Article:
It seemed that every turn we took was wrong, we drove by turns we should have taken, making us have to double back. All in thick traffic. I put the car in reverse once when I was pulling out of a parking spot that I had to go forward in and almost hit the car behind me. It was exhausting.
Finally we arrived at The Mall. Yes, it’s literally called “The Mall”. We wondered if it was called that because it was the first one in Doha? I dropped her off at the door so she could run to the bathroom. Cars behind began impatiently and persistently beeping their horns. I jumped and gasped at the sound. It was jarring, abrasive, and I was in no mood. I proceeded and parked. One of the rude, honking cars parked beside me. It was an if-looks-could-kill moment and they got the full force of my highly developed skills in this area.
At some point in the next few moments the dentist called and said ‘we’re about to close, why don’t you reschedule.’ I was relieved. Honour had mixed feelings about it as she was still bracing herself and trying to make herself ready to get it over with. We were both feeling quite weak so I think it was really for the best. Funny though, once I didn’t need to be the calming agent in this percolating situation, my legs became like rubber and my hands started to shake. This is how I knew we were safe. Aftershock. This is always my response to trouble. Keep everyone calm. When the worst is over….crumble.
But we weren’t home free yet…
So we went into The Mall. Sat down. Ate some dinner and tried to collect ourselves. Our dinner went down…kind of shaky. We walked around the mall. We tried to see a movie for distraction but nothing good was on. We tried to be interested in shopping but neither of us could really engage. But we walked and talked and moved around the mall waiting for the knots in our stomach to disappear, the almost-17-year-old occasionally holding my hand. When does that happen? We both knew, but weren’t saying, that we were just avoiding the long drive home through the Thursday afternoon traffic. We were about as far from home as you can get in Doha and I knew no other way than straight through the traffic.
At some point we knew. It wasn’t going to get any better. We were delaying the inevitable. When the exhaustion of wandering the mall and pretending it was a normal day got too hard to do, the drive home seemed a better option. Let’s get this over with.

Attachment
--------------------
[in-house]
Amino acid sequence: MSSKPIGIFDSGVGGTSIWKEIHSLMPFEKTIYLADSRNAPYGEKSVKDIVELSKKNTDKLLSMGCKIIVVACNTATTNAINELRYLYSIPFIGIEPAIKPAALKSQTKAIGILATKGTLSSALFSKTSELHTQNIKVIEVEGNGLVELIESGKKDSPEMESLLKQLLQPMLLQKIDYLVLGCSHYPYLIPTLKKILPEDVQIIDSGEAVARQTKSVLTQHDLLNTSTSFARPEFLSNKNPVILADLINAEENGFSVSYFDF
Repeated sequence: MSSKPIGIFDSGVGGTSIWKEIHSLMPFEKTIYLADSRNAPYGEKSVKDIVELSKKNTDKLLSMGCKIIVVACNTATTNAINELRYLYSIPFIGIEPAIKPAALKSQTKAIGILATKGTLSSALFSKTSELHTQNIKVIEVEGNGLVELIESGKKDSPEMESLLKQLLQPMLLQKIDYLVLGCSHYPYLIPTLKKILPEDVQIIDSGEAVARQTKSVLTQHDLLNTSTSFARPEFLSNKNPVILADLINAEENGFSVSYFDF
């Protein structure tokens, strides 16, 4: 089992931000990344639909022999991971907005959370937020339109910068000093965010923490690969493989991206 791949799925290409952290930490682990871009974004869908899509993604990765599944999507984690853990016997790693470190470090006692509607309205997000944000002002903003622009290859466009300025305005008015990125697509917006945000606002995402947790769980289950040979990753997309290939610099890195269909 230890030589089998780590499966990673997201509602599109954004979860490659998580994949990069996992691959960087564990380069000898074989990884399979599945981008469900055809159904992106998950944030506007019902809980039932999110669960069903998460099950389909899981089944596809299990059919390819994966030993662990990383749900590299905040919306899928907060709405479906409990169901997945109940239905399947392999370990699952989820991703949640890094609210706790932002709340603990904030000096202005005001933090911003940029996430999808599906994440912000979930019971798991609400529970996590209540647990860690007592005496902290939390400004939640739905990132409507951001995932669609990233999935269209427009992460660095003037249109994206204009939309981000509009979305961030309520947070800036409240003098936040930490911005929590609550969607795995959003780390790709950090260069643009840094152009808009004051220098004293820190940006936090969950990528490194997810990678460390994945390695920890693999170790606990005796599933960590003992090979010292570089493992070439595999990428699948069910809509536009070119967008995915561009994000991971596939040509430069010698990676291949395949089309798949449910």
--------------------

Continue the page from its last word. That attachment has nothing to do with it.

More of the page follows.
There were a few spectacular examples of bad driving on the way home. We were cut off a couple of times. This is normal. To be expected. Today, it produced an overreaction every time. The incredible thing was…that while traffic was gridlocked everywhere, we were amazed at how our lanes had a lot of space in them. I don’t know if we were going the opposite way of the majority of people needed to go, or if there were a hoard of angels circling our car…I picture them pointing at the other cars, eyebrows raised saying “don’t even think about coming near here”.
Here’s what I love about days like this. (Oh yes…there’s almost always an upside).
When you’re shaken, little things don’t matter anymore. Life gets really bare-bones-no-frills-stripped-clean real. The important things take their rightful place once again. The things I was mad at Honour for in the morning were not important now. Our car getting bumped was not important. Holding hands was important. Telling each other that we were ok, taking care of each other’s emotional state, that was important.
My husband, who had been staying in close contact the whole time by phone, was waiting for us, well past dinnertime. “Should we stop and get you some supper?” ….”No, just get home.” Being together and safe, this is important.
Home, sweet home, is important. Breathing is important.
Doing something exciting to start the weekend…even watching a movie…NOT IMPORTANT!! Not even possible. Not yesterday. I was in bed and asleep by 9:15 letting sweet sleep wash over my body and administer recovery to every cell.
This morning…the sun is shining and it’s a new day.